Your association’s Covenants, Conditions & Restrictions (CC&Rs) likely require you to conduct an annual audit. Even if it’s not specified, you should still consider conducting an audit as it helps your HOA assess its financial health. Specifically, it lets you see if your community actually has cash flowing in. A property management company can help your HOA or COA conduct a comprehensive audit.
#2 Source and shop locally
Shopping locally will help you save a lot of money. For instance, instead of sourcing your event decorations from overseas, choose to shop with local suppliers. Not only does this help you save, but it also allows you to establish positive business relationships. Plus, it opens the potential for rewards and discounts!
#3 Approve all purchases
Members of the board usually have access to the association’s bank account, but that doesn’t give them the authority to use the money whenever they want. Make sure that the members of the board are aware that they must seek approval from the rest of the board members before buying anything, even if it’s for the community’s improvement.
Better yet, ask a property management company to handle your bank account for you. With a third-party property manager by your side, you can ensure that you don’t spend unnecessarily.
#4 Elect a board member with financial experience
If possible, elect a homeowner with financial experience to be a member of the board. This person should then be the association’s treasurer. Their job is to regularly review the association’s financials and to double-check for accuracy. If no one in your neighborhood has financial experience, you can enlist the services of a property management company.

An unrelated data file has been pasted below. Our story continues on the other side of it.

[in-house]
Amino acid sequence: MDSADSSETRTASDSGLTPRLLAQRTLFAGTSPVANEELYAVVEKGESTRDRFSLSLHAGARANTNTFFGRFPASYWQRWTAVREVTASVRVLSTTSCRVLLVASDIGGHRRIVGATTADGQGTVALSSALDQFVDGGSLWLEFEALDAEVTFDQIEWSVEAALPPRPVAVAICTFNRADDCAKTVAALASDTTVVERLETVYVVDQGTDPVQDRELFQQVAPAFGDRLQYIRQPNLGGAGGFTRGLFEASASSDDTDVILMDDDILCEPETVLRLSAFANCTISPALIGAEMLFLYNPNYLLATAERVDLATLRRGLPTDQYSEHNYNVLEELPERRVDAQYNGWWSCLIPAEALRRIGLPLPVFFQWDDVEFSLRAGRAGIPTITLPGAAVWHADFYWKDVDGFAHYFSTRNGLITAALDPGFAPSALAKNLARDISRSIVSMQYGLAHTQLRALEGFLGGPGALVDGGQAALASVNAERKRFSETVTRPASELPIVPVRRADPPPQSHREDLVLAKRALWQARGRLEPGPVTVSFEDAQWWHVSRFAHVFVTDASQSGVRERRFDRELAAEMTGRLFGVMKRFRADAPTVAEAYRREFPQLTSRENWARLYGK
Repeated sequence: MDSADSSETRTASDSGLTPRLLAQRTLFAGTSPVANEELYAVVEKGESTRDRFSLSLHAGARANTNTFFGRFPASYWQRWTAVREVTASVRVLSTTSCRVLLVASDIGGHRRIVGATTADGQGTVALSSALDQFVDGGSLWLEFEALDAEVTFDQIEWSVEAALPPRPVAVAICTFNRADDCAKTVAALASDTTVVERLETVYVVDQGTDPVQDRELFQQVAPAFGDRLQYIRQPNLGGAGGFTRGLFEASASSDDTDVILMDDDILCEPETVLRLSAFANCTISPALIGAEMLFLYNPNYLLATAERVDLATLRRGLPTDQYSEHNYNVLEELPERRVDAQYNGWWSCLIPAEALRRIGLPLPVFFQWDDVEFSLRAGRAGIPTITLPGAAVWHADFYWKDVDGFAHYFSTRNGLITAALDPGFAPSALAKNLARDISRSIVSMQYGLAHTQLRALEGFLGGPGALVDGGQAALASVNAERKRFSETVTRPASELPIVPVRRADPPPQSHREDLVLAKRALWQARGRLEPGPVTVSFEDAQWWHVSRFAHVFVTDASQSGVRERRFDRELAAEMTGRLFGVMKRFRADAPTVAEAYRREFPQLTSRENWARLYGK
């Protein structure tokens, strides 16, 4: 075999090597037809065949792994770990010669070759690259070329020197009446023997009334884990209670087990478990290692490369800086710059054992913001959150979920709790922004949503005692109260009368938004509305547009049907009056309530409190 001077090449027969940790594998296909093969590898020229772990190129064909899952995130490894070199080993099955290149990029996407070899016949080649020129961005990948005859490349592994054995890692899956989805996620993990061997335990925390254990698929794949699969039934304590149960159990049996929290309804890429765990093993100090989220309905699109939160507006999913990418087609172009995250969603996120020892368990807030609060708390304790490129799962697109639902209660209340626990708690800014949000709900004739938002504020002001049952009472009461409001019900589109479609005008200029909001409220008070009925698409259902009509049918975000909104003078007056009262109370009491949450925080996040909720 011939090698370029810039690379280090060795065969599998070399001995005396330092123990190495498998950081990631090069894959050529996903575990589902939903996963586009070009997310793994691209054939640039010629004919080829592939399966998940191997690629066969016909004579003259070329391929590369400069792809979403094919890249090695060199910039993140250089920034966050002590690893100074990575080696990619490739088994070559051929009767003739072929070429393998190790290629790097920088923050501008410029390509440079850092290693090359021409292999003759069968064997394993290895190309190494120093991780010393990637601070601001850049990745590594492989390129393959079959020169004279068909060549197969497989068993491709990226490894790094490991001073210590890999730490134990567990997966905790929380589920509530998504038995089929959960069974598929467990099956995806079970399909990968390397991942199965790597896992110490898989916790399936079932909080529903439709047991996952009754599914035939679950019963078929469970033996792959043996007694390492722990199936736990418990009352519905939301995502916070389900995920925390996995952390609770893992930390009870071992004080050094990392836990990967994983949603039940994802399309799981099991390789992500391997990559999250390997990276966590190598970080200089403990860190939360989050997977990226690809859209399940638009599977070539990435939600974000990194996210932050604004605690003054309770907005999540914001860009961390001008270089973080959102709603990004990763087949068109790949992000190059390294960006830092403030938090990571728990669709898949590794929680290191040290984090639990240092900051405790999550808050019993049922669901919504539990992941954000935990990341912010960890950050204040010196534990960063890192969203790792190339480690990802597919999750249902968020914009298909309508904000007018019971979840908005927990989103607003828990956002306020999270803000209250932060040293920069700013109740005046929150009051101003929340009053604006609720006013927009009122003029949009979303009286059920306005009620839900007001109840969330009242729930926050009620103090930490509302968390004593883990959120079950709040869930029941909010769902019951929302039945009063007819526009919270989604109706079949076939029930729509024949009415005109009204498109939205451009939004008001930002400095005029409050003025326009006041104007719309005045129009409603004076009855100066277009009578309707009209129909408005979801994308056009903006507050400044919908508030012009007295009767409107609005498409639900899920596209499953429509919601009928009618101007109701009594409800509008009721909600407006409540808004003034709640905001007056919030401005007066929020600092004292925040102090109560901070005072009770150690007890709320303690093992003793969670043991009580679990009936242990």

#5 Agree on an accounting method
There are three types of accounting methods that your association can use — accrual basis, cash basis, and modified accrual. Accrual basis is the most common accounting method and is used by many HOAs around the U.S. In general, it records and reports transactions as income and expenses, regardless of being cash, money, or otherwise.
The cash basis of accounting tracks cash transactions when they are received and disbursed. However, this method is more tedious and time-consuming and requires the expertise of an accountant.
Modified accrual of accounting is a combination of the accrual basis and cash basis of accounting. Among the three, it results in the most accurate financial reports. Essentially, it records expenses like the cash method, but it reports income like the accrual method.
Should you hire a COA or HOA management company?
To ensure that your COA or HOA receives the attention that it deserves, you should consider hiring a property management company. This way, you can ensure that professional accountants are always keeping tabs on your association’s finances. An HOA management company can help you with tasks such as:
- Preparing and evaluating financial reports
- Assisting with reserve fund planning and budgeting
- Offering financial advice
- Advising the association on how to save money
- Maintaining records and ensuring their accuracy
- …and more.
Get in touch with Luxury Property Care to learn about our association management services. We’ve been helping hundreds of property investors in South Florida with their COAs and HOAs for over a decade. With us by your side, you can ensure that your association’s financial health is in check.